Camera how-tos

Camera tips

  • Clean the lens!
  • Picture size – Use the highest resolution possible for your camera model.
  • Focusing – Always use the touch screen function to focus.
  • Stabilization – Steady the phone with two hands or, even better, a tripod.
  • Snapping photos – Headphones make a great shutter release. You can also use the volume control buttons.
  • HDR (High Dynamic Range) – Use for shots of things that have a lot of contrast (bright & shady spots).
  • Composition – Use the rule of thirds to set up your shot. It is your way of making sure the viewers focus on what you want them to.

Camera Don'ts

  • Don't use the digital Zoom. Instead, move closer to the subject.
  • Don't use the flash. The flash on your phone won’t give you the results you need. If you need more light, get it from your other light sources. Add a bounce card, increase the power on artificial lights, move closer to the window, etc.
  • Don’t use photo filters. This isn’t the time to use the fun filters in your camera app. Keep things as natural as possible so the photos are an accurate representation of the product

Camera tips for smart phone photographers

Move closer to your subject instead of zooming

Why? The zoom feature doesn’t work in the same way as the zoom on a DSLR camera. Rather than zooming optically with the camera’s lens, it uses “digital zoom.”

Digital zoom basically means that the camera uses built-in software to crop away the edges of the original image to get a closer view on a certain portion of the photo.

Without getting too technical, this affects the pixels in the image which makes them appear “blocky.” The resulting image is likely to appear blurred and dramatically reduced in quality.

What is HDR?

HDR (high dynamic range) imaging is commonly done by taking three photos of the same scene, each at different shutter speeds. The result is a bright, medium, and dark photo, based on the amount of light that got through the lens. A software process then combines all the photos to bring details to the shadows and highlights both. This helps to achieve the same task in the final photograph that the human eye can accomplish on the scene.

Set the focus point manually

All you need to do is tap the screen where you want the focus to be set. A little square will appear at that point, and when you press the shutter to take the photo, the focus will be set on that part of the scene.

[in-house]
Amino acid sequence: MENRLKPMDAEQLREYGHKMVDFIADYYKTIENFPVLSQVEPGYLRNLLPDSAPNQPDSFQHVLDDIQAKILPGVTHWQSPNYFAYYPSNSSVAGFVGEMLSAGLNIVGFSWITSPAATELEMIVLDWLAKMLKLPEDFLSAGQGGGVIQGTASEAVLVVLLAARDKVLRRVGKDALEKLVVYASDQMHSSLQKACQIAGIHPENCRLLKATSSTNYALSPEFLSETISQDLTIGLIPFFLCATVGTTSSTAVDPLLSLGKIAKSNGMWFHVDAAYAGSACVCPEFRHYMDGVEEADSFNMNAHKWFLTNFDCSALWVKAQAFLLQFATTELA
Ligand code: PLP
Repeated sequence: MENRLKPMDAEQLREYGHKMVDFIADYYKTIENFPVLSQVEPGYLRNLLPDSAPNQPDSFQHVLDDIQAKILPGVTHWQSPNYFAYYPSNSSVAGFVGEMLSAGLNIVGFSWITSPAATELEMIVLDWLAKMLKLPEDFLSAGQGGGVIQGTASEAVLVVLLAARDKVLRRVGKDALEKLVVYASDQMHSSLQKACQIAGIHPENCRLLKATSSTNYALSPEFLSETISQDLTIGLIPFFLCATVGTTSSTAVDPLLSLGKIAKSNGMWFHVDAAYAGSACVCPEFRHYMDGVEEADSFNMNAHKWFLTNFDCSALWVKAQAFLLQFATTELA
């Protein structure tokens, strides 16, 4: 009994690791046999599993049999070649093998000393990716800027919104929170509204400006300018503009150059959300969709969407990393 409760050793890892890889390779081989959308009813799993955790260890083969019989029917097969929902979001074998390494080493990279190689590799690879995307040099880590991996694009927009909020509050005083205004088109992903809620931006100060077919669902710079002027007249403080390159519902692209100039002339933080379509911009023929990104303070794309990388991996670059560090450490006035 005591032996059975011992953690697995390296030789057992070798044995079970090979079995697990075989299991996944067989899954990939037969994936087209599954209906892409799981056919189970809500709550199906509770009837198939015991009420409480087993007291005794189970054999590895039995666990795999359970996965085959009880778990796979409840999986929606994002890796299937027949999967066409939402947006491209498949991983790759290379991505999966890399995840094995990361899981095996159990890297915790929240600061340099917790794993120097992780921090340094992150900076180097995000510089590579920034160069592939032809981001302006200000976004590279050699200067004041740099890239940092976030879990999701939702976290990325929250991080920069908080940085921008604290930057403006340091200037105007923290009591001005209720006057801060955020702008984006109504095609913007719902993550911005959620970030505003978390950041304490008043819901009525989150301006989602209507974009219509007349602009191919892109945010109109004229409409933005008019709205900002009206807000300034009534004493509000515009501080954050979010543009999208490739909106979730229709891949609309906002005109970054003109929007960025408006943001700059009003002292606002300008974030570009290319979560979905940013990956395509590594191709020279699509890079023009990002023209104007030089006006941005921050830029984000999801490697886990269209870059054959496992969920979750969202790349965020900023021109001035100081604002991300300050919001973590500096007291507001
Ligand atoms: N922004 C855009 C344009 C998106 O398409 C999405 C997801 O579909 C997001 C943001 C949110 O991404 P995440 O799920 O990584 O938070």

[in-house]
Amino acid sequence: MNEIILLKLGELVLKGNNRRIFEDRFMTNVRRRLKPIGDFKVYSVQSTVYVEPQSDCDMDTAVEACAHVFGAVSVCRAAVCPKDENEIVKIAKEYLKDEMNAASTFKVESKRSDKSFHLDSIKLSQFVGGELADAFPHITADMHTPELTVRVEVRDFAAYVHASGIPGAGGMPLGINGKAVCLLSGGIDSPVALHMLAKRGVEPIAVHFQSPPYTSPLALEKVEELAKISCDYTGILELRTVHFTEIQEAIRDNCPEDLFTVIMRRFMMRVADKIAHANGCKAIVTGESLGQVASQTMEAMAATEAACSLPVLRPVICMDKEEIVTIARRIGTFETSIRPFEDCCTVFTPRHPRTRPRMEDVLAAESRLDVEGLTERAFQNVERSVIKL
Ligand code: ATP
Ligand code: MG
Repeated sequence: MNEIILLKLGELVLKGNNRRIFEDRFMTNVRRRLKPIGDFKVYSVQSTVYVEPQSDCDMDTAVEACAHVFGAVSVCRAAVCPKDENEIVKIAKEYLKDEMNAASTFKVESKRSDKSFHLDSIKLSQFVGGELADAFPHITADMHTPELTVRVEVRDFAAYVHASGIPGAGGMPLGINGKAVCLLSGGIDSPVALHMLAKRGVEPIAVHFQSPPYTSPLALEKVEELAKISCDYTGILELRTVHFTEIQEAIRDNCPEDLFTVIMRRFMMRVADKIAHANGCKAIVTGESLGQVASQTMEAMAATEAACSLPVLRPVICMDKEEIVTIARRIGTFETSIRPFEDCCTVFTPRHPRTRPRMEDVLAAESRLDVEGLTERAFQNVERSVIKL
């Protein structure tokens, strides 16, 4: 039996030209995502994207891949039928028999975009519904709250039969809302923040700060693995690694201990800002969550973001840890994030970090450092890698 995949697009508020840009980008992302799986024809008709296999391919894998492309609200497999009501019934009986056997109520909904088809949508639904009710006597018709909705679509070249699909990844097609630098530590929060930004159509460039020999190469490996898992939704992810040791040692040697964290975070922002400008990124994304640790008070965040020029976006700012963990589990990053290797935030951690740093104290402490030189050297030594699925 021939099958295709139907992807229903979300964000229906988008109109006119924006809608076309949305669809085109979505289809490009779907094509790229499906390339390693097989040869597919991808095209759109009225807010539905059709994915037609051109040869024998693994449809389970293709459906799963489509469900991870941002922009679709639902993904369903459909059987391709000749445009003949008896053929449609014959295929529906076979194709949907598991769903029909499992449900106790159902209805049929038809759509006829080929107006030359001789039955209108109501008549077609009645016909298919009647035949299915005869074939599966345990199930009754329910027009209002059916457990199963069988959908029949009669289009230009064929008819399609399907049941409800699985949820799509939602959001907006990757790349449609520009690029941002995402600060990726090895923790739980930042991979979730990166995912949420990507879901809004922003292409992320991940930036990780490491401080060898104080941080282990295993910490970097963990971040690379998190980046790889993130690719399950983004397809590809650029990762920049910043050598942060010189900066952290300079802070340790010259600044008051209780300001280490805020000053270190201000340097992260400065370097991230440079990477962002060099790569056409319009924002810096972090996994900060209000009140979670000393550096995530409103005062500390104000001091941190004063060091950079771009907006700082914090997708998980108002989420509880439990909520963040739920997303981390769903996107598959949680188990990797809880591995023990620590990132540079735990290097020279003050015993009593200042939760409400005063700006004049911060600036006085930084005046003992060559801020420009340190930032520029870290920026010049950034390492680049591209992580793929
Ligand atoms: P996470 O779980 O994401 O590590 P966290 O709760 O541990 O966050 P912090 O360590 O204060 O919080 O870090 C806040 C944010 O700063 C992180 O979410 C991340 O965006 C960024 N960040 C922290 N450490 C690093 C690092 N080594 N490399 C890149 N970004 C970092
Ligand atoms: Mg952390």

This is especially important when shooting close-up subjects because the closer the subject is to the camera, the shallower the depth of field will be.

A shallow depth of field means that only a small portion of the image will be in focus, while the rest of the scene will appear blurred.

Shutter release

Your camera has the typical SR on the screen. But did you know that your +volume works as a SR as well. If you have headphones with volume controls, you also have a cable release that will snap a photo. Great for using when the camera is mounted to a tripod and you do not want to shake the camera.

Don’t miss the action

iPhones and Samsung Galaxies cameras can be activated without entering your passcode. For iPhones: Press home/power button on your iPhone to power up the screen (if it's idle/sleeping). Hold on the camera grabber icon (lower right corner) and swipe up.  For Galaxy S6 and higher: double tap the home button.

Rule of thirds

The rule of thirds is one of the most basic composition guidelines in photography, making use of a natural tendency for the human eye to be drawn toward certain parts of an image. As a photographer, it is your way of making sure the viewers focus on what you want them to.

The rule of thirds is an imaginary tic-tac-toe board that is drawn across an image to break it into nine equal squares. The four points where these lines intersect are the strongest focal points. The lines themselves are the second strongest focal points.

Turning on gridlines will place lines on your screen based on the rule of thirds, a composition principle which states a photograph should be broken down into thirds, both horizontally and vertically. According to the rule of thirds, if you line up your subject along the lines or at an intersection your shot will seem more balanced and pleasing to the eye.